"Where there is no vision, the people perish: but he that keepeth the law, happy is he."
-- Proverbs 29:18, King James Bible (KJV)

Wednesday, February 10, 2016

Experts and Expertise: How Much Does an Expert Really Know? As Knowledge Increases, So Does Overclaiming of What is Actually Known

You Don't Know as Much as You Think: False Expertise is the title of an article by Jessica Schmerler at Scientific American reporting on a study by researchers at Cornell University and Tulane University published in Psychological Science.

The study found that people with a self-perceived "knowledge" of a subject tend to "overclaim" their actual knowledge in that subject. The more they know or think to know, the more they overclaim what they actually do know.

That research explains a phenomenon we have encountered repeatedly in our own research work, which is the vast overclaiming of knowledge in archaeological disciplines and related historical fields by so-called mainstream "experts". After all, who can check them for things that happened in the past?

One can see this overclaiming demonstrated particularly in so-called historical TV "documentaries", where much of the material presented often consists of nothing more than pure guesses and unsubstantiated suppositions and "overclaims" of knowledge. Things are presented as if they were "true", whereas much of what is communicated is simply the fantasy of the experts.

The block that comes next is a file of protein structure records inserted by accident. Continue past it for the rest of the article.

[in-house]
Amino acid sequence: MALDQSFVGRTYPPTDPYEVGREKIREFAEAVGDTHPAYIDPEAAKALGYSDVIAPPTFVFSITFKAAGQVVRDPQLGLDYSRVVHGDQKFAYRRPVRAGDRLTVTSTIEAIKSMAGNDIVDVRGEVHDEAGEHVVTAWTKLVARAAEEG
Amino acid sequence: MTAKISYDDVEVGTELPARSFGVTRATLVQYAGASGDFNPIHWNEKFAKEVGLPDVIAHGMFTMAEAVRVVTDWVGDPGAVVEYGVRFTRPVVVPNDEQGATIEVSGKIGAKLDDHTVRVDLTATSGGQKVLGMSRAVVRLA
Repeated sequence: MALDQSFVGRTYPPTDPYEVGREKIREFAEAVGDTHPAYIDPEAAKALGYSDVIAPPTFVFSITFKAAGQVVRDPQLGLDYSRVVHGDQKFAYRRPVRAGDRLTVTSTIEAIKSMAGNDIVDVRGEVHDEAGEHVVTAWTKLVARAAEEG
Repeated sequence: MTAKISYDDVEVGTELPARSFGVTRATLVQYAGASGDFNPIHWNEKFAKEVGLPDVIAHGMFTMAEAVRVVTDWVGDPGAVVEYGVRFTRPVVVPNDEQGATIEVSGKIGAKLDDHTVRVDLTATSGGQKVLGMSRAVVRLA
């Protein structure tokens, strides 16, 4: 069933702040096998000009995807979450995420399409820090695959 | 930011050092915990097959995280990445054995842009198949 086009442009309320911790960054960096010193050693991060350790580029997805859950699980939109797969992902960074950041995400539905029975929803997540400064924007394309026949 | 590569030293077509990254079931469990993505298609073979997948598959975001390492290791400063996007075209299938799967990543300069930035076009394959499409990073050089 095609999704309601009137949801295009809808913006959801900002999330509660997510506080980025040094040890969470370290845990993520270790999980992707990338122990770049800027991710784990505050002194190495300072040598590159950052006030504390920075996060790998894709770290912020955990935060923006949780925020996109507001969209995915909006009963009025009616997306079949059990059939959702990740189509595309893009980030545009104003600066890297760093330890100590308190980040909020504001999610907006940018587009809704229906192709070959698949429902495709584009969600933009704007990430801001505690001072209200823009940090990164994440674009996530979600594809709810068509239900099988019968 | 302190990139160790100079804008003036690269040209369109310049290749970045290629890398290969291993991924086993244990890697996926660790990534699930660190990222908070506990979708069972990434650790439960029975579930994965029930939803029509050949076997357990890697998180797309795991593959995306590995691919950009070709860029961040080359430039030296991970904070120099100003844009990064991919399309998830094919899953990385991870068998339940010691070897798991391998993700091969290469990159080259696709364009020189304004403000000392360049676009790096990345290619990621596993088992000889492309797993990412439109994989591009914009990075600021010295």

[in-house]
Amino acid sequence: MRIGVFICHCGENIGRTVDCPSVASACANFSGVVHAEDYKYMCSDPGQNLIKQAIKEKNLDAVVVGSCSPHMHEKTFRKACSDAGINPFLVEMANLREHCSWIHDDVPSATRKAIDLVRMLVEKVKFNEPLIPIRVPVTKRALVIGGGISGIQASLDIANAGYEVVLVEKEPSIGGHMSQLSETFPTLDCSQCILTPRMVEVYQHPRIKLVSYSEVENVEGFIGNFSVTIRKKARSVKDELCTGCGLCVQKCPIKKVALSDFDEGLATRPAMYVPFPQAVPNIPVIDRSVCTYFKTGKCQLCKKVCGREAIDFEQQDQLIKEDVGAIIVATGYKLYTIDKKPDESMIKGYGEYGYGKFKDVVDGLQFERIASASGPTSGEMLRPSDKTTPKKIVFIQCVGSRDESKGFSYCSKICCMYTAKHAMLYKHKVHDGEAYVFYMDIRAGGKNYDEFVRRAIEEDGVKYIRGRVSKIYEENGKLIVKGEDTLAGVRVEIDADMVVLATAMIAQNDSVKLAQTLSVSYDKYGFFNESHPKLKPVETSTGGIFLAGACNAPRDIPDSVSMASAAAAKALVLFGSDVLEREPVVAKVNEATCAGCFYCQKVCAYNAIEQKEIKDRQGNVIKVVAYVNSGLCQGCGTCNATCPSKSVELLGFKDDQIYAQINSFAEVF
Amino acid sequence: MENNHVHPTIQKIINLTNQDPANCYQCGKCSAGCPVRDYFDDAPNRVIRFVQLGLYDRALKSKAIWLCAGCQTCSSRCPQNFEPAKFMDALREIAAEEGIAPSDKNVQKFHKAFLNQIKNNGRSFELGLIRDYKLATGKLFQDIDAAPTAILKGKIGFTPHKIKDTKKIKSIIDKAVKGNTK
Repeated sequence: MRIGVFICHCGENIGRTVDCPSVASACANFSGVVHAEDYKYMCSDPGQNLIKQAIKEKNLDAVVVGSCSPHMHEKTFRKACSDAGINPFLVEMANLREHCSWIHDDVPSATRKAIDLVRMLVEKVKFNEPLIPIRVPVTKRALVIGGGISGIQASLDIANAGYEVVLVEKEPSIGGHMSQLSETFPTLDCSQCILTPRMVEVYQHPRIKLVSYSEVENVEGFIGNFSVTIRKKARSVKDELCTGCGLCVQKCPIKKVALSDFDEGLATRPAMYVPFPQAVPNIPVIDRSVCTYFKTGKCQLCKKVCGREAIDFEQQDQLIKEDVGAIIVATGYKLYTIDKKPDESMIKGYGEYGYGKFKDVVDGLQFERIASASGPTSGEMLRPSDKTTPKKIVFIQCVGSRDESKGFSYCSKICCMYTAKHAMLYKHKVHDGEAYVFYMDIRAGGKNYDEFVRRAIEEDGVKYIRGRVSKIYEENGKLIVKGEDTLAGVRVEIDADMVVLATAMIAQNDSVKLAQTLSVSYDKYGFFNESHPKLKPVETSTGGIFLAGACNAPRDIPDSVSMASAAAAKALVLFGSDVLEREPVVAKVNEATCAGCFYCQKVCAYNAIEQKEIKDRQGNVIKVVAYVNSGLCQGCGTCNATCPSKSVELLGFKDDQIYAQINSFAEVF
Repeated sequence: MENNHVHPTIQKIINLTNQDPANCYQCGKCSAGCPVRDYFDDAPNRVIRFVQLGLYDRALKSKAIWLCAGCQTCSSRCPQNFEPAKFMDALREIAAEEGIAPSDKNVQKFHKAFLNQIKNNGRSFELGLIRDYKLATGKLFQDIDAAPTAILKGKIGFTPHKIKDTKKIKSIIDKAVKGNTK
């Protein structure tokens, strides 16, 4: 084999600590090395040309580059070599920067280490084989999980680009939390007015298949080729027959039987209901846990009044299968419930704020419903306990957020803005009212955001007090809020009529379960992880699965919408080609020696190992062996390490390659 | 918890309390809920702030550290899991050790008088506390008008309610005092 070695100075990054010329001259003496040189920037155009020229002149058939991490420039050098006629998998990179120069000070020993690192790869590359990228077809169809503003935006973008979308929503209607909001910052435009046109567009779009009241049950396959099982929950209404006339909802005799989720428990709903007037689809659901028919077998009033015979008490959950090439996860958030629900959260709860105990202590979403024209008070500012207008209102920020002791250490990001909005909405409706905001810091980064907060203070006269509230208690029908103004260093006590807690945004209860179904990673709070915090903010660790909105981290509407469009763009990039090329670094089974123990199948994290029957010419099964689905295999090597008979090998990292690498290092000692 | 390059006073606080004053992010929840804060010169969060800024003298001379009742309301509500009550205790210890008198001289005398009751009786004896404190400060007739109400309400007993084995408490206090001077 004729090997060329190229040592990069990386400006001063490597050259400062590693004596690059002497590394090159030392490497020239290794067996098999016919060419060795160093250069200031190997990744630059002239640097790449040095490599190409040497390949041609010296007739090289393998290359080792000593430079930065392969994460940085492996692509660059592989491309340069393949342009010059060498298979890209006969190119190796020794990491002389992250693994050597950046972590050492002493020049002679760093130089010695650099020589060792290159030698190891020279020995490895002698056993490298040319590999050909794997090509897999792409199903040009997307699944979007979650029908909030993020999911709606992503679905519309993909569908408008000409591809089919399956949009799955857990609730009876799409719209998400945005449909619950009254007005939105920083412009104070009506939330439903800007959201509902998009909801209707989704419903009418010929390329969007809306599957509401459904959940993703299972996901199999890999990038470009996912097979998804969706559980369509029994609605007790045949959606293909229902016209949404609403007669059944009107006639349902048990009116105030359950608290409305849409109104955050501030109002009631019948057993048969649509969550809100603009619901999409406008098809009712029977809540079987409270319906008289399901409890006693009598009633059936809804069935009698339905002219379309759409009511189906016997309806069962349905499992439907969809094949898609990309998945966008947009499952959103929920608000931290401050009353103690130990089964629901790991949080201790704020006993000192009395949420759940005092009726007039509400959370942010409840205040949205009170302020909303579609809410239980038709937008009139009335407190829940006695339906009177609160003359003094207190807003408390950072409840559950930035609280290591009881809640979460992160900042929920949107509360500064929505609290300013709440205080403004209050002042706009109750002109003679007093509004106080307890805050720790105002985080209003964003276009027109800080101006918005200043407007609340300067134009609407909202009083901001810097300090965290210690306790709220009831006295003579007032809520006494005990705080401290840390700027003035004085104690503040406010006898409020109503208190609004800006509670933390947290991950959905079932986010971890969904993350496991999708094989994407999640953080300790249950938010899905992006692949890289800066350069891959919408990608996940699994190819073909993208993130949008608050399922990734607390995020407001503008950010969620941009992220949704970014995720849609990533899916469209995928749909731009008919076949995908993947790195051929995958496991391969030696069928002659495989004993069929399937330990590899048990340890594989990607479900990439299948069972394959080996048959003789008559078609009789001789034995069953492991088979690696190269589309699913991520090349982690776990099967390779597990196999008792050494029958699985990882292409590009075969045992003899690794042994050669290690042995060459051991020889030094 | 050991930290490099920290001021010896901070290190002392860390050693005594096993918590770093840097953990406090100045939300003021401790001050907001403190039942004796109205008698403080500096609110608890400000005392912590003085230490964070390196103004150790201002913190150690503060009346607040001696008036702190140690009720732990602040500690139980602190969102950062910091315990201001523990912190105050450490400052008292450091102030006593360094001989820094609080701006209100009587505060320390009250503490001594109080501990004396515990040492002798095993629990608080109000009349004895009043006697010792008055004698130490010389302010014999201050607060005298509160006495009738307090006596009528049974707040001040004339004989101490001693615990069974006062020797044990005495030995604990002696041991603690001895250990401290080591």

Given the findings of the Cornell study, one might conclude that this phenomenon of overclaiming applies to all fields of human knowledge and activity. We see this particularly among "Presidential candidates".

The "free" Abstract of the study by Stav Atir, Emily Rosenzweig and David Dunning is titled "When Knowledge Knows No Bounds: Self-Perceived Expertise Predicts Claims of Impossible Knowledge" and is found at Sage Journals at http://pss.sagepub.com/content/early/2015/07/14/0956797615588195.abstract

The price to download the full article ($35) seems to be "anti-knowledge". The next step from a study of "overclaiming" might be a study of "overpricing", and whether the same human psychology is at work in both cases.